Oral antibiotics are taken directly into the bloodstream. These antibiotics are more potent than topical antibiotics and are usually given to treat moderate to severe piercing infections, or to help prevent systemic infection.
Amoxicillin. Amoxicillin is a type of penicillin antibiotic that is used to treat various bacterial infections, including piercing infections. Doctors may prescribe amoxicillin for people who have moderate to severe infections, such as cellulitis.
Cephalexin. Cephalexin is a type of cephalosporin antibiotic that is usually prescribed for mild to moderate piercing infections. This antibiotic is known to fight against staphylococcal bacteria, which is the most common cause of bacterial infections in piercing wounds.
Topical antibiotics are applied directly to the surface of the skin, and they usually come in the form of creams, ointments, or gels. Topical antibiotics are suitable for treating mild to moderate infections, but they may not be sufficient for severe infections.
Mupirocin. Mupirocin is a type of antibiotic ointment that is used to treat mild to moderate bacterial infections. It is a unique ointment as it has a bactericidal effect, preventing the bacteria from spreading and multiplying.
Gentamicin. Gentamicin is an antibiotic cream that is used to kill certain types of bacteria. It’s known for being used in a variety of topical agents because of its efficacy in killing bacteria.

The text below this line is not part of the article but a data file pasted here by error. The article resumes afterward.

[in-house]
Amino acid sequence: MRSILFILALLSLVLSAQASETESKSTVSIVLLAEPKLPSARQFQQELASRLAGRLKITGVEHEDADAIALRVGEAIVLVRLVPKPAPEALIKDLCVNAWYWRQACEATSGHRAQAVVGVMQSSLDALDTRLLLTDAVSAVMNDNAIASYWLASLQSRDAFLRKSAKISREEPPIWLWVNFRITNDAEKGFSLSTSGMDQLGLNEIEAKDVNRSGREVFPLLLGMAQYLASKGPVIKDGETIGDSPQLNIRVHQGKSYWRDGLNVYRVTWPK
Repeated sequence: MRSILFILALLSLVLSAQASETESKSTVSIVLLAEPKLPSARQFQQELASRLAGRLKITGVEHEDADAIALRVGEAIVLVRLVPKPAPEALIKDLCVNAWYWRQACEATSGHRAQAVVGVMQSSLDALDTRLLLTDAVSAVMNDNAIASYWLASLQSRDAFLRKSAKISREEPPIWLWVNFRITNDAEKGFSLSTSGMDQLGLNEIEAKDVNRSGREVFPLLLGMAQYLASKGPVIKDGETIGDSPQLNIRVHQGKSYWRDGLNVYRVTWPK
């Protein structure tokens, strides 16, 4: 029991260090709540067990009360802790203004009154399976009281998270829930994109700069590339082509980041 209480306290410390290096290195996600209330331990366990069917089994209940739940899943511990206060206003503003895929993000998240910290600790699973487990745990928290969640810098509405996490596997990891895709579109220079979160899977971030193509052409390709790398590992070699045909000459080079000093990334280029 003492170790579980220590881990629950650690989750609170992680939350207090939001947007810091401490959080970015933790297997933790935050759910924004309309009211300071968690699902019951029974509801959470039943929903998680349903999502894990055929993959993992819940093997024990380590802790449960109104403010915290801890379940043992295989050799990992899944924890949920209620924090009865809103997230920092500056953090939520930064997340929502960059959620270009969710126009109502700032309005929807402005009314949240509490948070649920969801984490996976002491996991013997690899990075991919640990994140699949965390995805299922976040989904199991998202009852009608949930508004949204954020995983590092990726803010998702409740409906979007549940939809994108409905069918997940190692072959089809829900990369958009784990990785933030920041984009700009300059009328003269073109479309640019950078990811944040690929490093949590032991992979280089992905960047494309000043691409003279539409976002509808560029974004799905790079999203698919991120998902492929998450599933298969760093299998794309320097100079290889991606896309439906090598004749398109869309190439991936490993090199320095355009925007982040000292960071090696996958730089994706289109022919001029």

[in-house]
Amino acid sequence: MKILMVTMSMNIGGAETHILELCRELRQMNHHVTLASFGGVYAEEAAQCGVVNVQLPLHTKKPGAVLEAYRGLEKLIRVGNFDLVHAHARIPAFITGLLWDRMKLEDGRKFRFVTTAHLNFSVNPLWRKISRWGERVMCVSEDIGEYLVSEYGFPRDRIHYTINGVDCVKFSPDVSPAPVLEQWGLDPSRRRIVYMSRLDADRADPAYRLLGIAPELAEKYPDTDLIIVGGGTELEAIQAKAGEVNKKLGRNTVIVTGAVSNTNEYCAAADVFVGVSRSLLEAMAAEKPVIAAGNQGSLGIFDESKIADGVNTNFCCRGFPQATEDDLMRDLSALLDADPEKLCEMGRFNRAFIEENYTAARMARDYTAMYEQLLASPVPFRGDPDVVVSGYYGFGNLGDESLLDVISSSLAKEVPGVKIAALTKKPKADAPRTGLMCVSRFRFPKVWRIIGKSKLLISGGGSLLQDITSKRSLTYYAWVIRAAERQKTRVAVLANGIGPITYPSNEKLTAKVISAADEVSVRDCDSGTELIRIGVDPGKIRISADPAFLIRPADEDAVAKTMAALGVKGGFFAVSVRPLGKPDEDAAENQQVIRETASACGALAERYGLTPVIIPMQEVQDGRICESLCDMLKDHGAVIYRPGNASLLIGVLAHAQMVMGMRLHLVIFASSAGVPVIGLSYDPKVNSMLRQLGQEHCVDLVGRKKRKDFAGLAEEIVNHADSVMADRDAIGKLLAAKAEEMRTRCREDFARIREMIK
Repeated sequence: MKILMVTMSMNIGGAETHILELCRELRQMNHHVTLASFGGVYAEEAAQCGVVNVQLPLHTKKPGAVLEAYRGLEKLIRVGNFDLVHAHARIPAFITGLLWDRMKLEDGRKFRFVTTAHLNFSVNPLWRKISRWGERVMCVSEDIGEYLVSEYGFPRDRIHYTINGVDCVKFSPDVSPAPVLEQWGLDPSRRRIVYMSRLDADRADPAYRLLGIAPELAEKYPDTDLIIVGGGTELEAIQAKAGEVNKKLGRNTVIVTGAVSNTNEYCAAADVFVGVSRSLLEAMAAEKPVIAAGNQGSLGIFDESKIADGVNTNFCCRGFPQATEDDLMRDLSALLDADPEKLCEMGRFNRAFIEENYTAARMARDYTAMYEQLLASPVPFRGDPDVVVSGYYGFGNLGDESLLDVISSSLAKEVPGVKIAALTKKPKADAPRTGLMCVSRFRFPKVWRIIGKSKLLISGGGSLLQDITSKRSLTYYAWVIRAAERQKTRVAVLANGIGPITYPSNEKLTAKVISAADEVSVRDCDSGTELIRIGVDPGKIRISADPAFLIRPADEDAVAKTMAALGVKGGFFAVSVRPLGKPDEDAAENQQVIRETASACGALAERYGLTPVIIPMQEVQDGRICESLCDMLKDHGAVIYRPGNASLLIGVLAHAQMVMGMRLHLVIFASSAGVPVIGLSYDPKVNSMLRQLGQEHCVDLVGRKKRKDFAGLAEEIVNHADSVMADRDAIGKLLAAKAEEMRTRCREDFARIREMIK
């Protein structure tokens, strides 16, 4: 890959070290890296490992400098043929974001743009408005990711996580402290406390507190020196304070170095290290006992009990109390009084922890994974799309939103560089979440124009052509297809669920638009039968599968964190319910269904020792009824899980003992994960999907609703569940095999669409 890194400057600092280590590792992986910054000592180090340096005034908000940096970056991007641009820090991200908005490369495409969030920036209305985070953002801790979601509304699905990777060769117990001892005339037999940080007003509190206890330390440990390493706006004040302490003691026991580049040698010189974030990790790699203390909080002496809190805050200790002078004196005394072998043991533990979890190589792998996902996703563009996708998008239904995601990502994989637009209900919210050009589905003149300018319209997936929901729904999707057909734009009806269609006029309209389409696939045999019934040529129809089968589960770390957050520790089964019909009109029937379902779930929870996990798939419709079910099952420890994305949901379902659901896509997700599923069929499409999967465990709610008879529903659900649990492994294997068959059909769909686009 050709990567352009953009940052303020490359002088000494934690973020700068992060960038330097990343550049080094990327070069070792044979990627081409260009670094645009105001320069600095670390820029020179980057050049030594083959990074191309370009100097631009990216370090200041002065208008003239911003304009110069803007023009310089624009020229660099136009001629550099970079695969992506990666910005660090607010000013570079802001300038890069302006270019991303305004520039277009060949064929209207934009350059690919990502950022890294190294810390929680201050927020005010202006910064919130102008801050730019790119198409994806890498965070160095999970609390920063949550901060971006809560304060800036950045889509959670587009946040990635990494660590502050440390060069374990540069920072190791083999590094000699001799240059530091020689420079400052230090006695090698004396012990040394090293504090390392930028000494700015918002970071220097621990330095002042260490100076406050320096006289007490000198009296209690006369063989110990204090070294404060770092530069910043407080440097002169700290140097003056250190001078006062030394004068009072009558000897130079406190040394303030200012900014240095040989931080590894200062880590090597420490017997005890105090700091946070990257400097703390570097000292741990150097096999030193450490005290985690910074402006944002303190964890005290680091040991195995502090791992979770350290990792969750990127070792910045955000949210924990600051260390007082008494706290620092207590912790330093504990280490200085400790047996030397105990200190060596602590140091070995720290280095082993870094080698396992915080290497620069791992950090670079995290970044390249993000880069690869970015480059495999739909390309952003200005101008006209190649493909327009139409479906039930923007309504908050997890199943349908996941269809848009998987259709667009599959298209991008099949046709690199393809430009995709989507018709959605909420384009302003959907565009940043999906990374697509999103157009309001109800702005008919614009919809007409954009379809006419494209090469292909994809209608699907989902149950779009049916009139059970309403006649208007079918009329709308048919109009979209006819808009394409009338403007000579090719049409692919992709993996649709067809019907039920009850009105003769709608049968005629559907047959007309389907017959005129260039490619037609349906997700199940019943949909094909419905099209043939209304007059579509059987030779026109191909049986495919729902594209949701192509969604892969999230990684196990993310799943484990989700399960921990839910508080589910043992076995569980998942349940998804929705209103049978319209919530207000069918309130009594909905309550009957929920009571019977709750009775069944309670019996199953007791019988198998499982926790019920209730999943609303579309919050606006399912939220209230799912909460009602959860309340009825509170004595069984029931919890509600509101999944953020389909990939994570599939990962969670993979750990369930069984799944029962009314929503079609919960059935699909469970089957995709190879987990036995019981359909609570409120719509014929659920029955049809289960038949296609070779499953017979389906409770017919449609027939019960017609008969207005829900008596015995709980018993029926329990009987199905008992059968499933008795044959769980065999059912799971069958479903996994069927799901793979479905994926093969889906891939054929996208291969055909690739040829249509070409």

These antibiotics usually have to be taken for a certain amount of time to make sure the infection doesn’t happen again. So, always follow the instructions of your doctor or pharmacist. If you stop taking antibiotics too early, the infection may return and become even worse.
Prevention is always better than cure when it comes to piercings. Here are some steps you can take to minimize the risk of getting a piercing infection:
Choose a reputable and professional piercing shop that follows proper hygiene protocols.
Ensure that the person doing your piercing is licensed and certified by a professional piercing organization.
Clean and disinfect your piercing site regularly, using saline solutions (1 tsp of sea salt dissolved in 1 cup of distilled water) or an antibacterial soap.
Don’t touch your piercing with dirty hands; wash your hands before and after touching your piercing.
Avoid swimming in a pool, hot tub, or ocean while you have a newly pierced piercing.
If you think your piercing is infected, act right away to prevent the infection from getting worse.
Body piercings can be a fun and artistic way of expressing one’s personalities, but they carry a risk of infection. To avoid piercing infections, choosing a reputable piercer and adhering to aftercare procedures is paramount. However, if you do develop an infection despite your best efforts, quick action and the guidance of a professional can go a long way in treating your infection. Antibiotics can be effective in treating piercing infections but only if they are prescribed at the right time and used as directed. If you happen to have a piercing infection, reach out to your doctor or piercer as soon as possible.